Iranians voted on Friday in their first national poll since the disputed 2009 re-election of President Mahmoud Ahmadinejad, choosing a new Parliament they hope will fix their country's sanctions-hit economy.

The elections, to fill the 290 seats in Parliament, were being boycotted by Iran's main opposition and reformist groups, the leaders of which have been under house arrest for the past year.

But Iran's regime said halfway through polling that — despite the lists offering virtually only conservative candidates — voters were participating in even greater numbers than in the previous legislative election in 2008, when a 55 per cent turnout was recorded.

The regime is keen to show it enjoys widespread popular support when the final official figures for the elections are announced on Sunday or Monday. Any suggestion of significant abstention would draw attention to alienated reformist supporters, many of whom were subject to a bloody crackdown in 2009 when they protested what they saw as a fraudulent win by Mr. Ahmadinejad.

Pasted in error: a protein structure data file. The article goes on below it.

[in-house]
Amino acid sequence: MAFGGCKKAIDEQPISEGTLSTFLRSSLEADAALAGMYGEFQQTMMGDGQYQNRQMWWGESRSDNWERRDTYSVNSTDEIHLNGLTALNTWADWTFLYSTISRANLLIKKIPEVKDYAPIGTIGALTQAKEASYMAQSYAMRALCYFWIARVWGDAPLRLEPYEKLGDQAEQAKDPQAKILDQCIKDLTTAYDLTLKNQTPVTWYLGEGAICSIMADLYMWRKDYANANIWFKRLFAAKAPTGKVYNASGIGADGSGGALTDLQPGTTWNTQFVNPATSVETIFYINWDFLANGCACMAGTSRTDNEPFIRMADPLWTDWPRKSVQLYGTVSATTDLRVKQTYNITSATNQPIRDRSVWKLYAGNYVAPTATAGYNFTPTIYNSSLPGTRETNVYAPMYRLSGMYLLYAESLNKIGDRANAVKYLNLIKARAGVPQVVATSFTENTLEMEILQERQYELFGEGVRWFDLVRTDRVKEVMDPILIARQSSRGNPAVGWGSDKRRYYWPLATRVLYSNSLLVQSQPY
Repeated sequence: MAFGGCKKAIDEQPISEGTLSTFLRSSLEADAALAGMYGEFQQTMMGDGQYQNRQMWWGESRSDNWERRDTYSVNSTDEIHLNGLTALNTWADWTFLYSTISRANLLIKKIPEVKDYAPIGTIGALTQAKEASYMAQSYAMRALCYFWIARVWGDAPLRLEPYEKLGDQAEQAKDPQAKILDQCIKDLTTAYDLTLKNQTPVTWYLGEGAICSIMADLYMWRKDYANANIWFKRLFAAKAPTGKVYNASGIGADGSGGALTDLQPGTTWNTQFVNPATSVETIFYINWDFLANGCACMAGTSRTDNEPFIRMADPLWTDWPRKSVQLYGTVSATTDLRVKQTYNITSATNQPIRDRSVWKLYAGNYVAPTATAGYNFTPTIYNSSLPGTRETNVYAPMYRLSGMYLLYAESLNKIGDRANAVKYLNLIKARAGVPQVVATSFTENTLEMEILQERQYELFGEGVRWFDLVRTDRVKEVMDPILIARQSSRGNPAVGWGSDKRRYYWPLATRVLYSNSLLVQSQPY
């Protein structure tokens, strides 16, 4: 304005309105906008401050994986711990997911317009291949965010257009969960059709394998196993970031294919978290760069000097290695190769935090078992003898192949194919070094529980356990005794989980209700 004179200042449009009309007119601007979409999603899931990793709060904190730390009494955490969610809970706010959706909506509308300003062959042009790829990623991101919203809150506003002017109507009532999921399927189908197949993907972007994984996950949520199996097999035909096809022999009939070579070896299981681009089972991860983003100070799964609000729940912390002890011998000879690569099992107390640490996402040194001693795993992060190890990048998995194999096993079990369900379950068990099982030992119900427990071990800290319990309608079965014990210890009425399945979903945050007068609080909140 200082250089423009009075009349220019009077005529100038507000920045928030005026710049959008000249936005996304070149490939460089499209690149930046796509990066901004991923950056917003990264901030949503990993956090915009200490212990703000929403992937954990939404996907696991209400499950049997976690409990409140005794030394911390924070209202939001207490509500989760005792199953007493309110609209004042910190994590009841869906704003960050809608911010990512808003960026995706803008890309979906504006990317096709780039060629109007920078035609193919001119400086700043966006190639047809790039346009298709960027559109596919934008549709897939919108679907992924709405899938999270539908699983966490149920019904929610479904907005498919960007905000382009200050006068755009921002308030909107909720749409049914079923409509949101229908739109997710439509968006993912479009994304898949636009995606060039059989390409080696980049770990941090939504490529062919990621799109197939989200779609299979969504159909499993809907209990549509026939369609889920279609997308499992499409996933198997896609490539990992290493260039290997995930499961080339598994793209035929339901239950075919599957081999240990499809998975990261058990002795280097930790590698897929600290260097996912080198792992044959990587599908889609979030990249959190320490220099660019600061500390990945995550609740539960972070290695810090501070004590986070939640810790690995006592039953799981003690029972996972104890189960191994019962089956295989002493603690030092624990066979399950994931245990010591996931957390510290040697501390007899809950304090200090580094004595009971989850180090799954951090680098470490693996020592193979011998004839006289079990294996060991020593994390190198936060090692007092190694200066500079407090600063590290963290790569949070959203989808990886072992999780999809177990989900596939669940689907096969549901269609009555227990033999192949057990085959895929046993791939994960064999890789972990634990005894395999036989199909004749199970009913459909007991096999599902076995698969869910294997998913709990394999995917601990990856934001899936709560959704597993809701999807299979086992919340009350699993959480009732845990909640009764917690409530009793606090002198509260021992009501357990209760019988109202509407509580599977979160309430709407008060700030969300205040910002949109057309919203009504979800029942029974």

These elections, however, no protests were expected.

Several voters echoed Ayatollah Khamenei's assertion that their turnout was a blow to the West, which is imposing sanctions on Iran over its disputed nuclear programme.

Voting was “a slap in the face of arrogance”, one voter, 19-year-old teacher Mohammad Mehdi Bahrambeygi, said, repeating Ayatollah Khamenei's phrase referring to the West.

But it was Iran's economy that was the overriding preoccupation. Runaway inflation, increasingly costly food, high unemployment and the effects of the sanctions aimed at curbing oil sales and international financial transactions have all taken their toll, many voters told AFP in Tehran.

“I want this election to curb inflation. Look, it costs a lot to buy groceries even at the municipality [wholesale] shopping hub,” said one voter in the east of the city, shopkeeper Amir Tonekaboni, 40.

“My kids have no job,” said Javaher Eslami, a 77-year-old housewife who wanted the next legislature to “help the young get better employment opportunities”.

Mohammad Ali Parvazdavani, an 18-year-old student voting for the first time, said the MPs in the next Parliament “should be brave and say what the real problems are and try to solve unemployment, and fix the economy to the best of their ability”.

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